The difference between target UF and actual measured UF is set forth as:
UFtarget is the physician prescribed UF, and UFma is the moving average value of actual daily UF measured (either daily measured value or two to three days for short term moving average). ΔUF can be either positive or negative. When the absolute value of ΔUF/UFtarget exceeds the alert threshold preset by physician, system 10 (either at the machine 104 level or via server 114/118) alerts the patient and the physician 110 and/or clinician 120, which can trigger prescription adjustment or other response as discussed below.
The alert threshold can account for UF anomalies so as not to make system 10 false trigger or be oversensitive to daily UF fluctuations, which can inherently be significant (e.g., due to measurement error and residual volume). The following equation illustrates an example in which system 10 requires a number of days of a certain UF deviation:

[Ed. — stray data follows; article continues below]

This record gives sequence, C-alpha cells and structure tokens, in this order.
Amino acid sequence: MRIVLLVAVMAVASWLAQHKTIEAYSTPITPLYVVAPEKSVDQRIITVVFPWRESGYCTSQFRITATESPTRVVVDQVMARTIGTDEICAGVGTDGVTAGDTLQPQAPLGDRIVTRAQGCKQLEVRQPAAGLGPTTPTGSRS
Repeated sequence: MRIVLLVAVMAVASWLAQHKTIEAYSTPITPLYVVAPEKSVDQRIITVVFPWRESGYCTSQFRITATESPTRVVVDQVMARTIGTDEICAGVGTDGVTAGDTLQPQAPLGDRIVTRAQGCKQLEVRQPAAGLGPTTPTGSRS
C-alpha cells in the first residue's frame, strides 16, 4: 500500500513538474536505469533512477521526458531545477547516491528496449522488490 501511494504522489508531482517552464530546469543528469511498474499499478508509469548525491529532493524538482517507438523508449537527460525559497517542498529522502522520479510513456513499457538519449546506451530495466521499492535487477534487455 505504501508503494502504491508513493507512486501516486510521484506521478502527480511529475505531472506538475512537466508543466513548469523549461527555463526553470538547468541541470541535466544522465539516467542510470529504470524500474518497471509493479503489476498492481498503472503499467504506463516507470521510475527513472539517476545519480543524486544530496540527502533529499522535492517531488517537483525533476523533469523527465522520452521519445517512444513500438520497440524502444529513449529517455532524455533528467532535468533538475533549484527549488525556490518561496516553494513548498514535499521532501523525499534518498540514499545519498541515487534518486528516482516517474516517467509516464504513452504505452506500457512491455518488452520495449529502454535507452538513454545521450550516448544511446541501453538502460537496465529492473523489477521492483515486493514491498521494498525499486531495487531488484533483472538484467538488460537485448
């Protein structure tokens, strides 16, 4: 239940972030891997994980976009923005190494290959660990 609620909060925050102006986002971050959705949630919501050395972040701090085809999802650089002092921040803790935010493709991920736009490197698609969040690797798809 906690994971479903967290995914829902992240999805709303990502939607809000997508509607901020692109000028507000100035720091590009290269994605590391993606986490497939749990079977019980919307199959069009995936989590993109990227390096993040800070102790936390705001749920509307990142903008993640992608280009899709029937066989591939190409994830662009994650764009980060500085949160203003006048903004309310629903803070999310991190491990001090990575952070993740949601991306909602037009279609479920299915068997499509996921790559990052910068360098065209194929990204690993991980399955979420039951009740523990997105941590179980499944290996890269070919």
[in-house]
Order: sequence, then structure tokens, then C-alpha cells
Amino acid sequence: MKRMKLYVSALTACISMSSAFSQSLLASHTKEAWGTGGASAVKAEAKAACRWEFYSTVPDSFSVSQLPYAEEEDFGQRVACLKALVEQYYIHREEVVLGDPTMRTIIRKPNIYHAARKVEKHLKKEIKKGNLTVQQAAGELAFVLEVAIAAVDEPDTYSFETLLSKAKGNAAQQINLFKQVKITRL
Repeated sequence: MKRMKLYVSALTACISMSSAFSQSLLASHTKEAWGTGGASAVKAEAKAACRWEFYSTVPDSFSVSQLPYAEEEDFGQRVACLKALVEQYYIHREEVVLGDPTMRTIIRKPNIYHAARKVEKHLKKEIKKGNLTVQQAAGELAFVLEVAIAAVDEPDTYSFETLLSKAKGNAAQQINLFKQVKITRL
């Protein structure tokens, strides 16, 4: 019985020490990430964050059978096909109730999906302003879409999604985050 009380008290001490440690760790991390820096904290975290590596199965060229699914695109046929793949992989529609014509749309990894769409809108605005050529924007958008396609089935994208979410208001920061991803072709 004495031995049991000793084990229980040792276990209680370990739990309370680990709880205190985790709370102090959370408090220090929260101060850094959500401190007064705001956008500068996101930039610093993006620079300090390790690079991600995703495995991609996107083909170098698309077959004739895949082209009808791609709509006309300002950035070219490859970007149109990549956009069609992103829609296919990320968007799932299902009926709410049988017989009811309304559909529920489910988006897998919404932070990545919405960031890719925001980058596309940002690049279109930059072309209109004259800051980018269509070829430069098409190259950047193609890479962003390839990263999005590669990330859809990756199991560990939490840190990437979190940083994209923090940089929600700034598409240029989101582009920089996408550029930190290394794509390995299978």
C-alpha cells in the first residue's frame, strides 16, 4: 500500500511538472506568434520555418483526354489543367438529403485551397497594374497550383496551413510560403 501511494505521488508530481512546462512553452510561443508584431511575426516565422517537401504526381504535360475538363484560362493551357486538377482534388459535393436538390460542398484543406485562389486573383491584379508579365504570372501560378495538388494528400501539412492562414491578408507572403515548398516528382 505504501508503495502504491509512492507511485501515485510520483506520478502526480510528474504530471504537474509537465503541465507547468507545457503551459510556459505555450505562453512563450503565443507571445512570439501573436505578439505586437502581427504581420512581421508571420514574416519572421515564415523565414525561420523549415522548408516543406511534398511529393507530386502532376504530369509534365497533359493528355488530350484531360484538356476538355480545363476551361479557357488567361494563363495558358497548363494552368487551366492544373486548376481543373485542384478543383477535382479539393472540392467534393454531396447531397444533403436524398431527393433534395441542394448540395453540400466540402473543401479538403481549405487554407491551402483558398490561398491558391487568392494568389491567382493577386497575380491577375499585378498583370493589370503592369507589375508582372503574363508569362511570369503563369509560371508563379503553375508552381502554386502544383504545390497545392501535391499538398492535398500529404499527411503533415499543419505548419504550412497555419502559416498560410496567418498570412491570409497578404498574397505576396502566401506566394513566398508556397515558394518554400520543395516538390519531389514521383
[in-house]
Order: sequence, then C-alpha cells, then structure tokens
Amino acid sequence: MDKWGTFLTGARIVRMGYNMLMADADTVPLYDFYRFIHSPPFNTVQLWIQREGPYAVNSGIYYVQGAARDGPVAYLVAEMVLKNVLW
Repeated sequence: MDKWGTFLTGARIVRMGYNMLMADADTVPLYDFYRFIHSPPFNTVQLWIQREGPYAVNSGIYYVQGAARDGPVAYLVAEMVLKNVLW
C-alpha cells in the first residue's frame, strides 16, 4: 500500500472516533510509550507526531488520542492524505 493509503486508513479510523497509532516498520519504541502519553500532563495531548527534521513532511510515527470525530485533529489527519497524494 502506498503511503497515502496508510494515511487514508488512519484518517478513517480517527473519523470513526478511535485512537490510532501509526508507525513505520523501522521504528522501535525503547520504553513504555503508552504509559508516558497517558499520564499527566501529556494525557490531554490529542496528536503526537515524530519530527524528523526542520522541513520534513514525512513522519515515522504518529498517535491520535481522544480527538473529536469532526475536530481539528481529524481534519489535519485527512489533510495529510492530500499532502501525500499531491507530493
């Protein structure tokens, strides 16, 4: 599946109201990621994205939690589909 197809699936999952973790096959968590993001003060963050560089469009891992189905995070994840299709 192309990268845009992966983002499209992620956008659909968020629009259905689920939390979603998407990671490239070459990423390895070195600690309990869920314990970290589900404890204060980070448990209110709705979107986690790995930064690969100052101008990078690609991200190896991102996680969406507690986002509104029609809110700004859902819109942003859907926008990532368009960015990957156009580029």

δ(alert generated)=|ΔUF/UFtarget |>X % for Y days.
X % can be preset by the physician or clinician, and a typical value may be thirty to fifty percent. Y can also be preset by either the physician or clinician, and a typical value may be three to seven days.
The next equation addresses the possibility of a patient skipping dialysis or the patient's UF being consistently much lower than the target UF:
P % can be preset by the physician or clinician, and a typical value may be 150% to 250%. Q can also be preset by the physician or clinician, and a typical value can be two to three days. The above equation calculates a difference between the daily measured UF and the target UF and expresses the difference as a percentage of the target UF to determine an error in the percentage. Then the error percentage is accumulated over several days, e.g., two to three (Q) days. If the accumulated errors exceeds the threshold (P %), system 10 will generate UF alerts. The following examples illustrate the above algorithm: